I try to tell her that for all its virtues, the smart phone creates an exclusive dependency.

“What dependency?” she counters.  “I can quit whenever I want to. “

So I pose this hypothetical to my friend who needs two hours to get ready each day because she blow-dries her long tresses to perfection.

“What if you had to pack up in a hurry, and could take only one appliance with you.  Would you take your iPhone or your hairdryer?”

She thinks for thirty seconds, then responds.

“My iPhone,” she says.

“There, you see!” I reply smugly.

Then I pose another example.

“OK, what if you had to choose between your iPhone and your vibrator?”

She pauses for forty-five seconds before she answers this time.

“I’d still take my iPhone,” she says.   As for the other, there’s probably an app for that!”

Posted in Communication, Technology | 2 Comments

Habits and Other Pastimes

Oh no!  Did I just say that? I can’t believe I just said that!  But I know I said it because I heard myself.  The auditory center in my brain is the expert witness.  But another part of my brain, the part that hovers over the top of my head and monitors me from outside myself,  is  in shock.

Of course, you have no idea what I’m talking about.  You’ve come into the middle of a conversation.  So for you to fully appreciate my dismay,  let me backtrack.

It was early Wednesday morning.  My husband had been up and working for at least an hour before I finally conceded to wakefulness, an act which I try to postpone for as long as possible.    I went to seek him out.  He was cheerful.  I generally hate people who are cheerful in the morning, but for him I make another concession.

“I’m ready for coffee,” he said.  Then he asked me if I would like to go out for breakfast.  And that’s when it happened.

“But it’s Wednesday,” I said.  “We never go out for breakfast on Wednesday.”

This was no insignificant statement, but cause for serious concern.   Did my response indicate another giant step towards the porch and the rocking chair?  Had I demonstrated a characteristic commonly attributed to OLD people.  Was I presently in grave danger of becoming (gulp!) “set in my ways!”

You see, the pattern of our life has evolved so that we typically treat ourselves to breakfast at the diner on Fridays.   So to be thrown off kilter by the suggestion that we partake of pancakes outside of the house on a different day was a sure sign of impending senescence.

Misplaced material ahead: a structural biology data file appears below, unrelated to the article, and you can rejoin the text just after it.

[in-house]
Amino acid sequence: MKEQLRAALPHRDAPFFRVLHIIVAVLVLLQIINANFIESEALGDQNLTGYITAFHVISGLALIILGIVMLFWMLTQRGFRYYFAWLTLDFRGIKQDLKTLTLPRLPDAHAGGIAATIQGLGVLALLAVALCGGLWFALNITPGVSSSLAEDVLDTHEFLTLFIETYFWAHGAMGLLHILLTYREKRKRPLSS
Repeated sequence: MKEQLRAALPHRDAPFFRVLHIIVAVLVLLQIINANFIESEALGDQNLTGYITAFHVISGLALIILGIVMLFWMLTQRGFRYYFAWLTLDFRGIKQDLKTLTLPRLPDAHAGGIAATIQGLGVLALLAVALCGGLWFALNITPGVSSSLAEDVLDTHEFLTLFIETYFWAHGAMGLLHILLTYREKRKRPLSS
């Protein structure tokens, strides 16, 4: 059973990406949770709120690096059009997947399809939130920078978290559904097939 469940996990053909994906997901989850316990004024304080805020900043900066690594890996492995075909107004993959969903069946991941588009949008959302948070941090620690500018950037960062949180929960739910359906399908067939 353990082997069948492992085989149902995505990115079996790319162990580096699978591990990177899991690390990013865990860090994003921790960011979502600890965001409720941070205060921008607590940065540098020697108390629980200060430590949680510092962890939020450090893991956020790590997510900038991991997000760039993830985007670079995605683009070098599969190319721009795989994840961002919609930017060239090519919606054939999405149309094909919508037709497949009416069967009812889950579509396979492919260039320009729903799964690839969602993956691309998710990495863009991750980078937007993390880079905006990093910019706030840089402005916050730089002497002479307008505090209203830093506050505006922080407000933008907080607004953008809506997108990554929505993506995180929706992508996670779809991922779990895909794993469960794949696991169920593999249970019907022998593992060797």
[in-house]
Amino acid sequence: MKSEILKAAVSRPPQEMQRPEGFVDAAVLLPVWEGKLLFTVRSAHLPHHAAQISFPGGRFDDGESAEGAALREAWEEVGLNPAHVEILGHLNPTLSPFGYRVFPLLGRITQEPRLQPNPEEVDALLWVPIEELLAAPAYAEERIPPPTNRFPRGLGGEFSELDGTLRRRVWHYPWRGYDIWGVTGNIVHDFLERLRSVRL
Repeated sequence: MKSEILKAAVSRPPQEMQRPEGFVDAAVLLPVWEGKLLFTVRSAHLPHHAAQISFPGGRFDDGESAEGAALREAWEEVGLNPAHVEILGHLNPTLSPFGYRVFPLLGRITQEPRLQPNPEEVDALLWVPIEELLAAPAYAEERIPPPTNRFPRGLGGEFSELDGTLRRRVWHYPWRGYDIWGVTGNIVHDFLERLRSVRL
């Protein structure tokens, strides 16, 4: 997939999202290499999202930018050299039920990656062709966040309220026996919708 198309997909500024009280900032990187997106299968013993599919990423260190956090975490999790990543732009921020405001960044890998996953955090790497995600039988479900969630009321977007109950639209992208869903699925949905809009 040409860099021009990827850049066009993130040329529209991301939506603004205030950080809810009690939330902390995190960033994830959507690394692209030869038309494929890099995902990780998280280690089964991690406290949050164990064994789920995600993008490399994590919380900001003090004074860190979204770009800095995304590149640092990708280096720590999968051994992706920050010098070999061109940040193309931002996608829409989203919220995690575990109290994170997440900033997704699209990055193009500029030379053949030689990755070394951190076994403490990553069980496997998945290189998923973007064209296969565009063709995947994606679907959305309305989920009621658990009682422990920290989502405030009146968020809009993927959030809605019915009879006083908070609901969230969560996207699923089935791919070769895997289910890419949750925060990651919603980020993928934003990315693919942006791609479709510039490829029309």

Before my last birthday, would I have picked up on his radical suggestion that we go out for breakfast on a Wednesday and simply said “sure.”  Had I crossed some arbitrary line where adhering to a regular routine was more rewarding than spontaneity? Was I becoming inflexible? A person driven by habit? Did I no longer embrace change? Or was I simply overreacting to an innocuous response emanating from an early morning foggy brain?

The latter explanation was by far the most comforting.  For now, I’ll stick with that one.

But even if none of the above is true, the very concept of becoming “set in one’s ways” warrants considerable  reflection.

I began to wonder about other habituated behaviors I might have developed over recent years, and how they might impact  my decision-making.

For instance, I realized that I always do my laundry on Thursday morning.  So what if my best friend suddenly phoned and told me she had just won a trip for two to Paris on a game show, and that she would like to invite me as her companion, but we have to leave right away.  Would I say, “I can’t.  It’s Thursday and I’m about to put the clothes in the dryer?”

Would I really give up a trip to Paris because of a pile of wet socks and underwear? What an absurd question, almost as absurd as this example. No.  Of course not.  Probably not. I don’t think so.